Then and now: sailing Baja nine years later

Sailboats in San Juanico Baja

What’s your favorite place? We’ve heard this question a lot lately. Jamie’s current answer to the “best place” question is that he has 100 top ten favorites. His point (aside from the impossibility of picking just one) is that there’s context needed. Some places are favorites for the delicious food. Others are unforgettable for their Looking back red rocks Bajaunderwater life. Still others for the cultural experiences and learning opportunities they offered. There are so many things to love about a place! The point is made as a family when we each rattle off a few that are top of mind, and quickly finding a dozen “favorites.” And yet what names seems to crop up among multiple family members during that flood? Mexico, and especially, our summer of sailing inside Baja.

Did you ever revisit a beloved haunt from your past, only to find it tarnished compared to the shiny perfection of your memory? That’s what I worried about as we returned to Mexico’s Sea of Cortez. Our family spent many months there in 2009. Then, as now, we pointed north to mitigate risk during hurricane season.

Returning after so many years and so many countries, would we determine our sophomoric highs to have been idealized in hindsight? Would the drama perceived by our new-to-cruising eyes now seem mundane? Or would familiarity offer comfort?

Northbound from Panama this spring, an old familiarity gradually returned to stars overhead: the Southern Cross still visible, but Orion holding more accustomed placement as our latitude climbed.

Tide pool exploring near San Evaristo, 2009; Totem in the background

We sailed along Baja’s rugged and unforgiving landscape for a month recently, finding a mix of familiar comforts and new discoveries before hauling Totem for our summer away. The kids have mixed memories of our past miles here; Siobhan was only five years old, and her recollections are fuzzy. For Jamie and I, many of our memories center around exploring a new landscape with our children, learning alongside them. Returning with young adults, the everyday dynamic shifted significantly. Our every day life had centered on caring for littles; now it included partners in our adventure as hands-on crew.

Niall at the helm: anchoring in Puerto Don Juan, 2018

The landscape rang familiar for all, even Siobhan. Pictures from nine years ago could as easily have been taken last month. The wildlife, from dolphins to whales to spectacularly diving pelicans: the same.

Anvil with wings looking graceful before splashdown: pelicans at Isla San Francisco

Everyone remembered “the frosting rock” in Los Gatos. Everyone wanted to climb the buttery-smooth looking sandstone cliffs now just as much as they did in 2009.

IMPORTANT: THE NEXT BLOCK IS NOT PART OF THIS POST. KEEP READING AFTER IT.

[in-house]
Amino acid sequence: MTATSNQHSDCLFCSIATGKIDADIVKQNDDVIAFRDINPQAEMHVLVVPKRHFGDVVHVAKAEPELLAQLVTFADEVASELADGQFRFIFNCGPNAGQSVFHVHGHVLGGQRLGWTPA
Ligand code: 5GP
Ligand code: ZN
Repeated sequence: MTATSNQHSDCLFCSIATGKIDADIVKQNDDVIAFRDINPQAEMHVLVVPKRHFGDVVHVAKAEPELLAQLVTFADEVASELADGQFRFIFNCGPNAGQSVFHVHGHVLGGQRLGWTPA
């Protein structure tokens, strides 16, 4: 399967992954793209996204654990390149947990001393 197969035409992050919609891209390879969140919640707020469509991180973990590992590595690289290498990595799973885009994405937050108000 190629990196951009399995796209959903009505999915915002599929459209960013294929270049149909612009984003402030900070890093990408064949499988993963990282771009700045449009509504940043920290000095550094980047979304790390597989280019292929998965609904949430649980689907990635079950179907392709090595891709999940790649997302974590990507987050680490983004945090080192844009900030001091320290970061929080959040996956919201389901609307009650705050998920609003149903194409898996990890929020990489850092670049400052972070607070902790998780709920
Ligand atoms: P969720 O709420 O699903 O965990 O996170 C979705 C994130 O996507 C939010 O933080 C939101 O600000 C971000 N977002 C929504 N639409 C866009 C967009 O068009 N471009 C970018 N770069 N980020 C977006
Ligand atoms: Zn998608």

Totem’s junior crew scrambles up the face in 2009


This time, it didn’t feel quite as daunting to explore with our crew’s longer legs.

Climbing up the frosting rock, Los Gatos, 2018

A skip north in Santa Rosalia the bacon-wrapped were just as delicious, but maybe a little easier to get a mouth around for some.

Niall in 2009 and 2018, Santa Rosalia

Back in 2009, the needs and limitations of young children kept our activy range in a tighter radius: an afternoon on a beach, a walk into town. Our teens make it easier to roam further afield. “How about we try to climb that volcano?” “OK!”

Digging on a beachy afternoon near La Paz, 2009

Hiking Isla Coronados, 2018

A return trip never seems as long as the outbound journey to a new destination. So it feels on our return to the Sea of Cortez: the milestones of points and islands and fishing villages may have been buried in distant memory, but flew by with familiarity this time around. It took the edge off our need to press north, to haul and make our way north for a shorebound summer.

This stretch was eased by familiar faces. In La Paz we caught up with the Boren family from Third Day, a boat we’d shared many anchorages with way back when. Rich now runs CruiseRO watermakers from Cruisers Supply, a shop in one of La Paz’s nicer marinas with the bits and services cruisers want. Rich knows La Paz well and introduced us to gastronomic delights at the spectrum extremes: from street tacos carved off  the al pastor spit, curbside, to serrano ham carved by the ounce in a foodie hideaway.

Amy and Jason (Third Day) help Mairen bury Niall on the beach – La Paz, 2009

Up the coast a ways, former cruiser Jesse (an unforgettable part of our past Baja experience) drove us well inland to experience the whispering history of Misión San Francisco Javier, a 17th century mission halfway across the peninsula and unreachable for us otherwise… breaking on the return trip to try flying drones through the dramatic canyons of the mountains.

Any misgivings about how we’d like Mexico on coming back have faded, but it was these and other members of our cruising family made that return feel more like homecoming. Now there are places we can’t wait to revisit, friends new and old to meet up with, and a whole lot of street taco exploring to do when we head back to Totem this fall. And then, from that base of familiarity, to do what we love most: reach out and explore to find what’s new to learn from, while seeking ways to contribute. Ultimately, “favorite” places don’t matter nearly as much as making the most of the place you find yourself: we’re just that much luckier that Baja has so much to offer.

Two girls. Two burros. 2009.